psoriasis, Psoriasis Treatments

Tremfya (Guselkumab) Week One

One week ago, I started taking Tremfya (guselkumab) for my psoriasis. The journey to taking that injection started months ago when I talked to my dermatologist about it. I then learned a lot more about its efficacy and safety at the American Academy of Dermatology meeting in Orlando in March.

I’m a bit stunned that I’ve already taken my first dose.


Follow my Tremfya journey

3 Weeks with Tremfya: The Waiting Game

5 Weeks with Tremfya: Biggest Fear?

6 Weeks with Tremfya: Redefining Expectations

8 Weeks with Tremfya: It’s Working!

10 Weeks with Tremfya: One Step Back

12 Weeks with Tremfya: The Third Injection

14 Weeks with Tremfya: What’s Next?

16 Weeks with Tremfya: The Verdict?

20 Weeks with Tremfya: Read the Instructions! (4th Injection)

24 Weeks with Tremfya: A Pattern Emerges

28 Weeks with Tremfya: Still Working? (Injection #5)

38 Weeks with Tremfya: The Question/Answer Edition

42 Weeks with Tremfya: Coping with a Skin Flare


Tremfya Approvals

Tremfya received FDA approval in mid-July. I made a drop-in over lunch appointment with my dermatologist to get my prescription two weeks after. He prescribed it to me, but nothing happened for at least a week. I figured insurance held it up again, but turned out the medication hadn’t entered the pharmacy’s computer system.

After another two weeks passed I received a call from the UC Davis Health specialty pharmacy. I couldn’t believe insurance approved my taking Tremfya! They would ship it in a cooler pack on a Friday. I made an appointment the next Monday with the RN at the UC Davis Dermatology clinic to get training before injecting the first dose.

Pharmacist Counseling

I appreciated the pharmacist from the specialty pharmacy going over all the pertinent details and preparing me for what to expect. Tremfya would be my first new biologic for a few years as I settled in with Enbrel (etanercept) even though it wasn’t as effective as I wanted.

First, she told me to continue taking cyclosporine until I saw my dermatologist next. Enbrel I would stop on the Thursday before the first dose.

Tremfya is injected with a pre-filled syringe with about 1 ml of fluid and a small half inch needle for the 100mg dose. I thought it would come with an injection pen like Enbrel, but not so. I have quite a bit experience with syringes from Enbrel pre-injection pen days. The dosing schedule is week zero, week four, then every eight weeks thereafter.

Next, I learned of some the potential side effects of Tremfya, such as headache, upper respiratory infection/colds, and injection site reactions. I felt relieved to know that patients generally tolerated the medication well, with no black box warnings on the insert.


As scheduled the Tremfya arrived in a box, which was in a box with a cooler in it. My daughter signed for the delivery. The label said that one dose cost $9995. Thank God for insurance, however much I might complain about them.

First Tremfya Dose

As Monday approached the excitement and anxiety for the first injection ramped up. My wife drove me to the dermatology clinic about thirty minutes from home in Sacramento. The appointment coincided with the solar eclipse, which I enjoyed through a hole in cereal box as we drove east.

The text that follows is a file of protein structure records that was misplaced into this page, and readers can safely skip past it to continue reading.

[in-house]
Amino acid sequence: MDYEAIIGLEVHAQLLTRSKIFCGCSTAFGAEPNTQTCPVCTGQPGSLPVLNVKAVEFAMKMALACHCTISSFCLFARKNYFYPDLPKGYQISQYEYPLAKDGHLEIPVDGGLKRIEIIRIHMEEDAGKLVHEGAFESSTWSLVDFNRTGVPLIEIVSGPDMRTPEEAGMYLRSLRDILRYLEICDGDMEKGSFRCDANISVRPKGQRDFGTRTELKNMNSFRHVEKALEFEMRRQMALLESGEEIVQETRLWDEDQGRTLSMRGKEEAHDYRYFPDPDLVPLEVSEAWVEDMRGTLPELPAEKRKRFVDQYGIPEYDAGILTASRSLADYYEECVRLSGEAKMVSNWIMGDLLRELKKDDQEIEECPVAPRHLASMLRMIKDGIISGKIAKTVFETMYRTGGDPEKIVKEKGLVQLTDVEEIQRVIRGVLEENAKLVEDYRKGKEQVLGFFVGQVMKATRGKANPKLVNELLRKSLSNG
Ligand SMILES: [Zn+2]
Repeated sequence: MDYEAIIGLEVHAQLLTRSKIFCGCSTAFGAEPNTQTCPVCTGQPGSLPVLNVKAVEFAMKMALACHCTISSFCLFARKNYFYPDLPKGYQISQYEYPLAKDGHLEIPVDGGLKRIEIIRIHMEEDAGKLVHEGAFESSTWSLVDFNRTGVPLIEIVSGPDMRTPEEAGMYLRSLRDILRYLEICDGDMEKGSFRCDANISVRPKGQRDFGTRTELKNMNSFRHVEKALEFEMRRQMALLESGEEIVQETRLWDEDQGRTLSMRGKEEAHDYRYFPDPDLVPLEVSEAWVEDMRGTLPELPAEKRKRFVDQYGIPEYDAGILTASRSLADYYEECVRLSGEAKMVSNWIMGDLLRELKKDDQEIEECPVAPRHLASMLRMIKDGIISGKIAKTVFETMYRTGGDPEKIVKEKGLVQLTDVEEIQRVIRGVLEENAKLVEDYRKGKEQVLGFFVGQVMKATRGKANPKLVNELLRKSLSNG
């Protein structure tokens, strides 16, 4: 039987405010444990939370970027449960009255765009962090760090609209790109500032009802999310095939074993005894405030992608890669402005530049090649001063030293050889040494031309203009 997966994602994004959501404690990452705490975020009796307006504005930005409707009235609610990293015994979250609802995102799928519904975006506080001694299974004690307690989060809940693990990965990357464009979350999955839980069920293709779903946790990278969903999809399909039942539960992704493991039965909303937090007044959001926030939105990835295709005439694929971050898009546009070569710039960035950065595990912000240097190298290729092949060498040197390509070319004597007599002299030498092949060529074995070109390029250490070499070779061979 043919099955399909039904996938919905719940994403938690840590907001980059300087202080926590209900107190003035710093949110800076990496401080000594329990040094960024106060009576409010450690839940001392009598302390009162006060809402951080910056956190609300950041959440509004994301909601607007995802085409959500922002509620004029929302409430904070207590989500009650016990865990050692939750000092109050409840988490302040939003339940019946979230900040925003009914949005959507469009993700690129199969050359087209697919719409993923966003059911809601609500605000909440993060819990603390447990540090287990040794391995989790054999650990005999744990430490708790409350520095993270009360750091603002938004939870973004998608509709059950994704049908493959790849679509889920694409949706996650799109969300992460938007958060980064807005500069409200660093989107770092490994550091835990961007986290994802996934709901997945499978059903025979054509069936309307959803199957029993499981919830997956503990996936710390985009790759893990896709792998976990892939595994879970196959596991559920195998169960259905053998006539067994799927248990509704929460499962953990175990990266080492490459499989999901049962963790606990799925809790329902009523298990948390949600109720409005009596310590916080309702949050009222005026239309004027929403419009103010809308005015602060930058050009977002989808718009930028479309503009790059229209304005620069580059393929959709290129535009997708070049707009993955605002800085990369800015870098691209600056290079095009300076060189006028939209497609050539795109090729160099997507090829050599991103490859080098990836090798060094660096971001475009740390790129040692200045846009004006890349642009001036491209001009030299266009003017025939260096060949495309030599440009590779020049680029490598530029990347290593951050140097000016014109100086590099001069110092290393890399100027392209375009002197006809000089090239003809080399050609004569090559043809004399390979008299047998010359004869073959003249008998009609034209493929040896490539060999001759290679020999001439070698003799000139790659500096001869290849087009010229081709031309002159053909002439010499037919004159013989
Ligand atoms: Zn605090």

I couldn’t sit still as we waited for the nurse to call me back. Questions raced through my mind: Would Tremfya work for me? Would I have an adverse reaction to it? Would the needle hurt going in? Would the syringe be difficult to use?

The nurse finally called me to a room where we set up the injection. She had a Tremfya training syringe ready for me to practice first without a needle. In the meantime, we allowed the medication to warm up to room temperature to minimize any pain I might experience from the injection.

Then the nurse taught me how to swirl the alcohol wipe from the inside out. She told me to inject in my thigh, but I felt more comfortable injecting in my stomach. She instructed me to sterilize a larger area so I wouldn’t worry about finding the exact site on my stomach.


I practiced with an empty Tremfya syringe with no needle before injecting the real thing.

The springs on the syringe felt different than the Enbrel where I needed to pull the medication into the syringe and push out bubbles. I pinched a portion of my stomach then injected it smoothly in.  I pushed down the plunger slowly as she counted down from ten—twice. Once I finished the injection the needle sprung back as the plunger locked in place.

No pain. No blood. Easy. It took less than a minute for that first dose to get in my system just under my skin (subcutaneously).

For the next hour, I sat in the surgical dermatology waiting room as the nurse checked on me every fifteen minutes. I felt some light headedness, headache, and blurry vision—not sure if the medication, the anxiety of the buildup to the injection, or lack of food ultimately caused me to feel that way.

One Week After Taking Tremfya

During the next week, I checked my skin nervously to look for any changes. After some research, and talking to my doctor, I learned that I probably would not see any good response with my psoriasis for at least a few weeks with response rates starting to plateau around ten weeks (though still increasing for some weeks after).

Through more reading, I did learn that the half-life of Tremfya is about 15-18 days, and that the peak concentration would be about 5.5 days. I also found a paper in the New England Journal of Medicine on phase 2 trial data with a chart showing the response rate of those in the trial. The response rate of the phase 3 trials I found soon after looked closely aligned to the phase 2 trials.

During the week, I did feel a bit more tired, and possibly catching a cold with a slight sore throat. But I can’t say for certain it is the medication causing these symptoms. So far, the eczema rashes I fear emerging as they did with a previous biologic haven’t. Knock on wood. The immune system is so complex.

My next injection is in three weeks. I’m looking forward to hopefully sharing good news about my experience with guselkumab.